To further support the use of JavaScript in Navigator 4, Netscape has devised an alternate syntax for setting style attributes that uses JavaScript. The "dot" syntax for specifying styles follows the syntax of the core JavaScript language, rather than the CSS1 attribute:value syntax. The TYPE attribute of the <STYLE> tag lets you define the style sheet syntax you are using for a definition. For example, the following samples set the left margin for all <H1> elements in a document to 20 pixels, using CSS1 and JavaScript syntax, respectively:

 <STYLE TYPE="text/css"> H1 {marginLeft:20px} </STYLE> <STYLE TYPE="text/javascript"> tags.H1.marginLeft=20 </STYLE> . . . 

Meet the Author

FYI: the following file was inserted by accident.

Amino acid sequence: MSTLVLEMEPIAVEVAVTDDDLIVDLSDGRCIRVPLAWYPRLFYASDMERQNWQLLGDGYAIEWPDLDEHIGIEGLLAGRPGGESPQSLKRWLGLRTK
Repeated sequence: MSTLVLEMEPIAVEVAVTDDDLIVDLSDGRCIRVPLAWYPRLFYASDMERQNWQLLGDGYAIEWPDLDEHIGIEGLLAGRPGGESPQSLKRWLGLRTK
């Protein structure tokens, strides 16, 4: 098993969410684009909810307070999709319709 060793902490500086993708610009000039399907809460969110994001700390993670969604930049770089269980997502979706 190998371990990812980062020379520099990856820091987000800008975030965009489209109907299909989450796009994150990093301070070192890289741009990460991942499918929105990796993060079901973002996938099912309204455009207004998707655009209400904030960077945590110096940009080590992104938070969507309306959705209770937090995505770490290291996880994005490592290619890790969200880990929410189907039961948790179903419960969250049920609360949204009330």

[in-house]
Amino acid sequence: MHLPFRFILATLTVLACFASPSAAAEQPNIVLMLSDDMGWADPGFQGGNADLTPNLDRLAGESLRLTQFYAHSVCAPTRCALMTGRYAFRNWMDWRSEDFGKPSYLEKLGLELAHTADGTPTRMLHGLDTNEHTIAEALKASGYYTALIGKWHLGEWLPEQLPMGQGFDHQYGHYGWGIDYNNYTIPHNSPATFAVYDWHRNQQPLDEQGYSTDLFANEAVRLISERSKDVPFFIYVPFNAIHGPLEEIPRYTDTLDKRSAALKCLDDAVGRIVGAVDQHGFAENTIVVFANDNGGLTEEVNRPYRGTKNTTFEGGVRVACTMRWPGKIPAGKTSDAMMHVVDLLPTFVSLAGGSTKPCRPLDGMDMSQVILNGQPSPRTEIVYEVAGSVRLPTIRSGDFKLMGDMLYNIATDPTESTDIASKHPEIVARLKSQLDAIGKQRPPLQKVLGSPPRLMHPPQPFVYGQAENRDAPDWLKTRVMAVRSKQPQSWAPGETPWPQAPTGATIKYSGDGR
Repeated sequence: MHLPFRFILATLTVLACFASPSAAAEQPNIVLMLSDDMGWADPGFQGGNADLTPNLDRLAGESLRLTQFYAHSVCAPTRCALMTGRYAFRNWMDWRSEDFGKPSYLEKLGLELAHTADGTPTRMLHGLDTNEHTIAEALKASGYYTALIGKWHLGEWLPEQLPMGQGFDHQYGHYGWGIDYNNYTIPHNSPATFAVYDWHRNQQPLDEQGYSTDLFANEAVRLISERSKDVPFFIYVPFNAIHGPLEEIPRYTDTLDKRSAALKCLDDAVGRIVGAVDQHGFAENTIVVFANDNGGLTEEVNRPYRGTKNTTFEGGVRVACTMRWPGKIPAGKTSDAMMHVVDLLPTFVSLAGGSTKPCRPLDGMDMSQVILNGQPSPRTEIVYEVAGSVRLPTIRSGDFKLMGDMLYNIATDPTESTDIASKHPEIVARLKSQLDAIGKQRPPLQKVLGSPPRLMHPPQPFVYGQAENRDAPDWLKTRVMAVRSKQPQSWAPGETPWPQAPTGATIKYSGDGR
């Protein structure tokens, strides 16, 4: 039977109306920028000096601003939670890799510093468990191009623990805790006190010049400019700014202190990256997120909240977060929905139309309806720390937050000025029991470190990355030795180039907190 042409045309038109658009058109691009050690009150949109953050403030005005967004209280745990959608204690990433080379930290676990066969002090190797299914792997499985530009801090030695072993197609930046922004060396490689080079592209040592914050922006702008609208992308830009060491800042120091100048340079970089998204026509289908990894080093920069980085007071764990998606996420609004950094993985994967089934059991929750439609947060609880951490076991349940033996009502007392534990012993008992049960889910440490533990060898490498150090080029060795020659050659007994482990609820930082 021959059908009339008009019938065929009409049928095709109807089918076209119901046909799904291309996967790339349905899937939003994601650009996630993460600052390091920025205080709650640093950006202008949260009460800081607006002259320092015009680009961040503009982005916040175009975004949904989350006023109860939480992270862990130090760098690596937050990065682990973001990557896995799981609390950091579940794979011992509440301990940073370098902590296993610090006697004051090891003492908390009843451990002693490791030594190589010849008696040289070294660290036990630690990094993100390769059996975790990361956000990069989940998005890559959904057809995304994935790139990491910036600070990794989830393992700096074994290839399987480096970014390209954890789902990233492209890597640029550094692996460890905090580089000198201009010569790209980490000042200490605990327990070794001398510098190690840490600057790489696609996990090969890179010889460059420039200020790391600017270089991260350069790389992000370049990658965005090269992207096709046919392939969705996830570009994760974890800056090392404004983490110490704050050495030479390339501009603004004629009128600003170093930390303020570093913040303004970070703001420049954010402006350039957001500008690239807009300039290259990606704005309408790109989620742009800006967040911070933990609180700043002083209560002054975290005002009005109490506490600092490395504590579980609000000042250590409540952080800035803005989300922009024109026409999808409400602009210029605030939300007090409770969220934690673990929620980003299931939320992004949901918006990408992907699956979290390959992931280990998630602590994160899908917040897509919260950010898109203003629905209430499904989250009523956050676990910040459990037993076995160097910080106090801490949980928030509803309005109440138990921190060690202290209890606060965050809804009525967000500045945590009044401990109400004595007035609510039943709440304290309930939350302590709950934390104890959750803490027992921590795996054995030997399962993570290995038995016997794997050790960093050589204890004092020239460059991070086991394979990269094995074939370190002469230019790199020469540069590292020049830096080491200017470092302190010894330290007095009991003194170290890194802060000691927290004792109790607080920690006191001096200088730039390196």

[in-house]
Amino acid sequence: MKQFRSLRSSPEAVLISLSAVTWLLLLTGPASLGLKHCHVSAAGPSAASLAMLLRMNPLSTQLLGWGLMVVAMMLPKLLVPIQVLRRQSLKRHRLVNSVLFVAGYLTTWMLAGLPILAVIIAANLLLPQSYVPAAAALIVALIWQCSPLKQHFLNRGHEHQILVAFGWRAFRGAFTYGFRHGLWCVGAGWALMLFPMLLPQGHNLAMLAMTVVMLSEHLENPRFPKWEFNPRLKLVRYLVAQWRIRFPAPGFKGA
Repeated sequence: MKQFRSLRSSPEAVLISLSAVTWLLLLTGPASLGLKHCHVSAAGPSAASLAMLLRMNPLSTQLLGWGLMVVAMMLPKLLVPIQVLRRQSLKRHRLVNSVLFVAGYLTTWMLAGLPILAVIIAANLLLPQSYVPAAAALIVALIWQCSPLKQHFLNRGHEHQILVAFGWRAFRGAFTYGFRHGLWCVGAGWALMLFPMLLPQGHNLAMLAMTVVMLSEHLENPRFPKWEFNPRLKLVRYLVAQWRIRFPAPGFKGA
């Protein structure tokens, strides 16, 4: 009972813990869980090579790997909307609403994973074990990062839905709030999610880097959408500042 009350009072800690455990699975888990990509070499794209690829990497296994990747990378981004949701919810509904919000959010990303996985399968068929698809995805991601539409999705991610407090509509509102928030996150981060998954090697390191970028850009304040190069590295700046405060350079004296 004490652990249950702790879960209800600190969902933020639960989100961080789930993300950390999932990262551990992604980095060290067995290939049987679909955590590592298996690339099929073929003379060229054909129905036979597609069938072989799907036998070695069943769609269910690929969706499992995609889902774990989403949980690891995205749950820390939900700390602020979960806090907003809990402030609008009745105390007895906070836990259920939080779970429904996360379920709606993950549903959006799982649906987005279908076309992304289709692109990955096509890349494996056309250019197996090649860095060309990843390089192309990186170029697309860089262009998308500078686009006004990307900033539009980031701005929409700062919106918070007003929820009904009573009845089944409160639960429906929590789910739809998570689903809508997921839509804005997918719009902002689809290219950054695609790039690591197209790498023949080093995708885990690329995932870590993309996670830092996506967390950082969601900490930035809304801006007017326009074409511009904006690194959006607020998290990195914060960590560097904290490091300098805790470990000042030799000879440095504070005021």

has been writing about personal computers and consumer electronics since the late 1970s. In 2001, he celebrated 20 years as a free lance writer and programmer, having published hundreds of magazine articles, several commercial software products, and three dozen computer books. Through the years, his most popular book titles on HyperCard, AppleScript, JavaScript, and Dynamic HTML have covered programming environments that are both accessible to non-professionals yet powerful enough to engage experts. His JavaScript Bible book is now in its fourth edition. To keep up to date on the needs of web developers for his recent books, Danny is also a programming consultant to some of the industry's top intranet development groups and corporations. His expertise in implementing sensible cross-browser client-side scripting solutions is in high demand and allows him to, in his words, "get code under my fingernails while solving real-world problems." Danny was born in Chicago, Illinois during the Truman Administration. He earned a B.A. and M.A. in Classical Antiquity from the University of Wisconsin, Madison. He moved to California in 1983 and lives in a small San Francisco area coastal community, where he alternates views between computer screens and the Pacific Ocean.